GOVT E-1731 The Future of War: Conflict and Order in the Twenty-First Century
This course explores the future of war, and considers how both the reasons and the ways states go to war are changing. The course considers questions such as: How and why have states gone to war in the past? What were considered legitimate reasons for going to war? How will violence in the international system be governed in a world where norms about the use of force have changed? Specific topics to be addressed include the problem of military force for humanitarian intervention, the future of nuclear deterrence, the dilemma of preventive war, coercive approaches to nuclear nonproliferation, and ethical issues related to military conflicts in failed states or with nonstate actors.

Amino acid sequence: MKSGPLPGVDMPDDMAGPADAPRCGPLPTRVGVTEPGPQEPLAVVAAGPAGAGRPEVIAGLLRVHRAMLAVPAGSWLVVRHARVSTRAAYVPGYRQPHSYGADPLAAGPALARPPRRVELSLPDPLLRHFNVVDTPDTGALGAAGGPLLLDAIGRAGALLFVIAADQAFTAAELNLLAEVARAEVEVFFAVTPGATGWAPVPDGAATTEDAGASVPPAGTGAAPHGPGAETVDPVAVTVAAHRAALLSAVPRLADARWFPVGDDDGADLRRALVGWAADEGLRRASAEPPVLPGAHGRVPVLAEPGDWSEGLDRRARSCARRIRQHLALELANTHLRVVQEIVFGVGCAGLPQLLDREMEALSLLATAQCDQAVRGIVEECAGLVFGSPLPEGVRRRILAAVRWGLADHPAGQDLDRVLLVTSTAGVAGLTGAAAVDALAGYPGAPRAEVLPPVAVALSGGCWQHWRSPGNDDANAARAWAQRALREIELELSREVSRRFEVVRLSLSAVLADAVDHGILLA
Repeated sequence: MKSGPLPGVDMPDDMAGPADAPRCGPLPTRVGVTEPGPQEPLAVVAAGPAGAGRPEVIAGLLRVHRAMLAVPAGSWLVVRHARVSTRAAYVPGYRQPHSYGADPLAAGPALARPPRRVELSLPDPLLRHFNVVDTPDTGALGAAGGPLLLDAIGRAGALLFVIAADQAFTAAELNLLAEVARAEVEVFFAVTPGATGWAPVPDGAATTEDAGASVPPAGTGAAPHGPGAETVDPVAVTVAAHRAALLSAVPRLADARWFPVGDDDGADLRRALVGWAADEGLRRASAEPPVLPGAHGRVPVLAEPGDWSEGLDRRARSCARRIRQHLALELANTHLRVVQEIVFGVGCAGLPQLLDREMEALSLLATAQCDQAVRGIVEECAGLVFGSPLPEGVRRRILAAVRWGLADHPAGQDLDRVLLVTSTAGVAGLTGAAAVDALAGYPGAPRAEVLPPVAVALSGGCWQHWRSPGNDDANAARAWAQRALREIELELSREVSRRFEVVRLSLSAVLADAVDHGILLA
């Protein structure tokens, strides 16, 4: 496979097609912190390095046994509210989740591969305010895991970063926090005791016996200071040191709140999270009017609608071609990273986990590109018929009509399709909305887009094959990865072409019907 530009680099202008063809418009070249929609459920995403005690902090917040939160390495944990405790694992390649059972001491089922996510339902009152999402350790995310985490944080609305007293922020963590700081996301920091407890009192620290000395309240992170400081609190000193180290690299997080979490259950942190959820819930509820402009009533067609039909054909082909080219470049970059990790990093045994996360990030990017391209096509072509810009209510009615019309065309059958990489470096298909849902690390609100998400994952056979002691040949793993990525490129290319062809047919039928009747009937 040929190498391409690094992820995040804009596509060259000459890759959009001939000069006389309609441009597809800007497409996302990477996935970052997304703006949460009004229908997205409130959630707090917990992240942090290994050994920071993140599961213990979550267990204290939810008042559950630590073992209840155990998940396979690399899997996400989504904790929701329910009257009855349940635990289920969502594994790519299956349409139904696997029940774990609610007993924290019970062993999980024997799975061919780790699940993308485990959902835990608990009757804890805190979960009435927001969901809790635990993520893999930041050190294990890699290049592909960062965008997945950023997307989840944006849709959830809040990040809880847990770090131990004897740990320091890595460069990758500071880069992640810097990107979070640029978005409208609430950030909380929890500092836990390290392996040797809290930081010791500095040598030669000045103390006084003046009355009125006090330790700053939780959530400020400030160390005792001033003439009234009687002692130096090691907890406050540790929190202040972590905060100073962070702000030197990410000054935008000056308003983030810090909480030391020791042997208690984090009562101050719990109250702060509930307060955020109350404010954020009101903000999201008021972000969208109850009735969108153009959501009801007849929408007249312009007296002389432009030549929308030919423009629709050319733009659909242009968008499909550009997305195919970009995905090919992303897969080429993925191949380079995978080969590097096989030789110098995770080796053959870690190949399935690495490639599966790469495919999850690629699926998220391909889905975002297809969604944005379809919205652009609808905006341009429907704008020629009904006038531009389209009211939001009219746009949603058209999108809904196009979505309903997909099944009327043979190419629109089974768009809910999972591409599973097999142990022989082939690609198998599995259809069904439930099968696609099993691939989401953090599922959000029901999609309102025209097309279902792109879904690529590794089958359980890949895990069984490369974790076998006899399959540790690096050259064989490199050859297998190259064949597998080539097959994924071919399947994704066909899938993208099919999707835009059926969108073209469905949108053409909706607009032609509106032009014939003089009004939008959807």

Fall term (13973)
Thomas M. Nichols, PhD, Professor of National Security Affairs, Naval War College and Senior Associate of the Carnegie Council on Ethics and International Affairs.
Thursdays beginning Sept. 6, 5:30-7:30 pm. Optional sections to be arranged.